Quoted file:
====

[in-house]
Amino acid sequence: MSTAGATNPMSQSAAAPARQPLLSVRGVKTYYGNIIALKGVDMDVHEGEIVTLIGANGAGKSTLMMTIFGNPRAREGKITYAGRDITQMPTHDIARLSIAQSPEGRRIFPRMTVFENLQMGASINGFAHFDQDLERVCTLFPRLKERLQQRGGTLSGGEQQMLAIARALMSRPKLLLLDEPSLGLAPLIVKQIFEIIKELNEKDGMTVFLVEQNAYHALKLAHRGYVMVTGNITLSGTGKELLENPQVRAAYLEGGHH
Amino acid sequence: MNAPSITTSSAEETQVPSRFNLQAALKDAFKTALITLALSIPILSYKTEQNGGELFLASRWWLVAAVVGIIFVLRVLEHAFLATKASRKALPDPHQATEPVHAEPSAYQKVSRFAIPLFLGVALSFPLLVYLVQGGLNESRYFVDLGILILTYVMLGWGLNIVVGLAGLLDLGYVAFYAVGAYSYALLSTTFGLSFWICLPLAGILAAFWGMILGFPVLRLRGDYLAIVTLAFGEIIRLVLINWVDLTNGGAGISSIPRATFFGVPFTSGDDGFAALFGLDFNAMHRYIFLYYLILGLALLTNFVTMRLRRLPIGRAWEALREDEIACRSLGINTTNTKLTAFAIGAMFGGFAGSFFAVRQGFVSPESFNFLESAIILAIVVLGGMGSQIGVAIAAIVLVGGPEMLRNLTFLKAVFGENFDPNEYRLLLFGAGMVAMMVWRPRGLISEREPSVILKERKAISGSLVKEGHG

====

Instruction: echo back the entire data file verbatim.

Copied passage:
[in-house]
Amino acid sequence: MSTAGATNPMSQSAAAPARQPLLSVRGVKTYYGNIIALKGVDMDVHEGEIVTLIGANGAGKSTLMMTIFGNPRAREGKITYAGRDITQMPTHDIARLSIAQSPEGRRIFPRMTVFENLQMGASINGFAHFDQDLERVCTLFPRLKERLQQRGGTLSGGEQQMLAIARALMSRPKLLLLDEPSLGLAPLIVKQIFEIIKELNEKDGMTVFLVEQNAYHALKLAHRGYVMVTGNITLSGTGKELLENPQVRAAYLEGGHH
Amino acid sequence: MNAPSITTSSAEETQVPSRFNLQAALKDAFKTALITLALSIPILSYKTEQNGGELFLASRWWLVAAVVGIIFVLRVLEHAFLATKASRKALPDPHQATEPVHAEPSAYQKVSRFAIPLFLGVALSFPLLVYLVQGGLNESRYFVDLGILILTYVMLGWGLNIVVGLAGLLDLGYVAFYAVGAYSYALLSTTFGLSFWICLPLAGILAAFWGMILGFPVLRLRGDYLAIVTLAFGEIIRLVLINWVDLTNGGAGISSIPRATFFGVPFTSGDDGFAALFGLDFNAMHRYIFLYYLILGLALLTNFVTMRLRRLPIGRAWEALREDEIACRSLGINTTNTKLTAFAIGAMFGGFAGSFFAVRQGFVSPESFNFLESAIILAIVVLGGMGSQIGVAIAAIVLVGGPEMLRNLTFLKAVFGENFDPNEYRLLLFGAGMVAMMVWRPRGLISEREPSVILKERKAISGSLVKEGHG